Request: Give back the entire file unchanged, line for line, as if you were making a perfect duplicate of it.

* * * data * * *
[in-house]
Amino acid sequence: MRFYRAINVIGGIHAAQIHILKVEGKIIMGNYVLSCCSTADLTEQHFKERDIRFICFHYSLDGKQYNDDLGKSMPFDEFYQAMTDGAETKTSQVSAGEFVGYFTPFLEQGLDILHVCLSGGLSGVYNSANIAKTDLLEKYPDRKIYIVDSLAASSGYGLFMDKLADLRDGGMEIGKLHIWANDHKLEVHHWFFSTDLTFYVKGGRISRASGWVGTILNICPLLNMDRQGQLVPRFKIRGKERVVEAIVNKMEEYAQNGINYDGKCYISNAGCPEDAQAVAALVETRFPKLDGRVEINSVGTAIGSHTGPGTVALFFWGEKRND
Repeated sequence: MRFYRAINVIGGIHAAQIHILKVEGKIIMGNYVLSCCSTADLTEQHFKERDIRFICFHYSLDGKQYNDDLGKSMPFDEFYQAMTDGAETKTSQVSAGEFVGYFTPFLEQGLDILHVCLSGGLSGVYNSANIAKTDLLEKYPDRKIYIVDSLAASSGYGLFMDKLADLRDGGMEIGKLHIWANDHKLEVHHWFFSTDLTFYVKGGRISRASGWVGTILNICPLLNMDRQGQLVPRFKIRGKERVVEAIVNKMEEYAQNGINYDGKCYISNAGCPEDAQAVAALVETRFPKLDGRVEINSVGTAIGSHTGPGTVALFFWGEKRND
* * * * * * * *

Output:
[in-house]
Amino acid sequence: MRFYRAINVIGGIHAAQIHILKVEGKIIMGNYVLSCCSTADLTEQHFKERDIRFICFHYSLDGKQYNDDLGKSMPFDEFYQAMTDGAETKTSQVSAGEFVGYFTPFLEQGLDILHVCLSGGLSGVYNSANIAKTDLLEKYPDRKIYIVDSLAASSGYGLFMDKLADLRDGGMEIGKLHIWANDHKLEVHHWFFSTDLTFYVKGGRISRASGWVGTILNICPLLNMDRQGQLVPRFKIRGKERVVEAIVNKMEEYAQNGINYDGKCYISNAGCPEDAQAVAALVETRFPKLDGRVEINSVGTAIGSHTGPGTVALFFWGEKRND
Repeated sequence: MRFYRAINVIGGIHAAQIHILKVEGKIIMGNYVLSCCSTADLTEQHFKERDIRFICFHYSLDGKQYNDDLGKSMPFDEFYQAMTDGAETKTSQVSAGEFVGYFTPFLEQGLDILHVCLSGGLSGVYNSANIAKTDLLEKYPDRKIYIVDSLAASSGYGLFMDKLADLRDGGMEIGKLHIWANDHKLEVHHWFFSTDLTFYVKGGRISRASGWVGTILNICPLLNMDRQGQLVPRFKIRGKERVVEAIVNKMEEYAQNGINYDGKCYISNAGCPEDAQAVAALVETRFPKLDGRVEINSVGTAIGSHTGPGTVALFFWGEKRND